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Souris Mill

Souris Mill

The Souris Mill engine is housed in a replica building along the street of the Homesteader’s Village. The engine, not only operated the mill in the pioneer community of Souris (first known as Plum Creek) but also turned the economy of that Manitoba town for many years. In the years ahead, the Souris Mill was to become one of the largest flour mills in Canada.

Squire Sowden, who was responsible for the building of the swinging bridge in Souris, wanted to build a mill. When George McCulloch and William Herriot arrived at Plum Creek in 1882 to see how the proposed mill was progressing, practically nothing had been accomplished.

The machinery for the mill had been ordered from the firm of Goldie and McCulloch in Galt, Ontario. It had been delivered to Brandon in the fall of 1881 and left by the railway track abandoned. The Company had grown tired of a series of fruitless attempts as to the fate of the equipment and sent McCulloch and Herriot to find it.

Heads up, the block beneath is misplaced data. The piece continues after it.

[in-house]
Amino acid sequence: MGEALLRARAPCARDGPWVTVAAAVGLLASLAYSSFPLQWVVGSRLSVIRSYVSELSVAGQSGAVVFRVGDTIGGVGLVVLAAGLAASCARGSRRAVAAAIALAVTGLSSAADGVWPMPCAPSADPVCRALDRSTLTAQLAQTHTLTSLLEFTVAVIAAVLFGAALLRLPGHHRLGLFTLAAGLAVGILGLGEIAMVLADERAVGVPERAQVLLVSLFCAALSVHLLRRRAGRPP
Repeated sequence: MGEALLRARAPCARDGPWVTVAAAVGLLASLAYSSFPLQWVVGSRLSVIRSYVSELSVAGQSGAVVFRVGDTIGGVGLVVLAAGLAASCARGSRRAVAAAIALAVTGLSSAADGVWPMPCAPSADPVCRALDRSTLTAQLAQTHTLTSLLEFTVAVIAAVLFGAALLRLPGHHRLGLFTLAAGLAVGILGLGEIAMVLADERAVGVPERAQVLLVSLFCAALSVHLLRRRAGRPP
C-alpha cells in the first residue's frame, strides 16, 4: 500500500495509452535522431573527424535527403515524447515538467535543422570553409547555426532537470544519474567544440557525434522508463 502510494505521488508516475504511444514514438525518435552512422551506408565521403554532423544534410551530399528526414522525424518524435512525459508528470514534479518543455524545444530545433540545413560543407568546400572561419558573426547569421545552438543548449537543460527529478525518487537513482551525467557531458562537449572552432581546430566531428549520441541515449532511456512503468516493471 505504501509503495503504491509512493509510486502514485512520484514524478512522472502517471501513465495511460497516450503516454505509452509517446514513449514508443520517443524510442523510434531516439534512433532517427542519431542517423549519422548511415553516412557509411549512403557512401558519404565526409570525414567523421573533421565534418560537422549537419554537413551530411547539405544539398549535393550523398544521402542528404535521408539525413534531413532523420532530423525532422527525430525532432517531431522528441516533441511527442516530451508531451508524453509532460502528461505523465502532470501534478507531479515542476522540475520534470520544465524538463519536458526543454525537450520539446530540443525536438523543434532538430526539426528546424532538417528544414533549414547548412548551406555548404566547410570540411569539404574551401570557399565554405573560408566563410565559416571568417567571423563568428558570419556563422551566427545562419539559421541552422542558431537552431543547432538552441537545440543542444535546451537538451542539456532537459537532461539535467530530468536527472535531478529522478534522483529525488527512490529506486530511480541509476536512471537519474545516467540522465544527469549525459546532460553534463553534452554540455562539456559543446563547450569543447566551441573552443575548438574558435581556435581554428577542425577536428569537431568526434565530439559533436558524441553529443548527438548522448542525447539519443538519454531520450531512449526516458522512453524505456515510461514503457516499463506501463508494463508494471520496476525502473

After building a shelter for the machinery in Brandon, the two men proceeded to Plum Creek. Here, they were impressed more by the possibilities for the proposed mill than by progress.

After looking at the material already assembled, McCulloch and Herriot decided to take the project on themselves. A large number of carpenters and workers were immediately dispatched and by the end of December 1882, the first mill in Souris was erected and ready for operation in February 1883.

A few years after construction of the new mill, the 3 McCulloch sons - Hugh, Dick and Bill - were in charge of what was equal to the largest flour mill in Canada.

The engine and flour mill ceased to operate in Souris around 1926 and was to remain idle until 1976.

It is fully operational during Reunion with it’s 185 H.P., two cylinder engine which is powered by steam from a boiler outside. The boiler pressure is 120 lbs. per square inch.

The large flywheel turns 75 times per minute. It weighs 7 tons and is 14.5 feet in diameter. The belt is made from 52 cowhides and is 3 layers thick.

With a load on the mill, about 8.5 tons of coal is used in 24 hours, necessitating a fireman constantly.

Output of the mill was 350 barrels of flour per 24 hour day, consuming 1600 bushels of wheat and producing 700 bags of flour.

Copyright 1997-2000 Manitoba Agricultural Museum
This page last revised April 25, 2000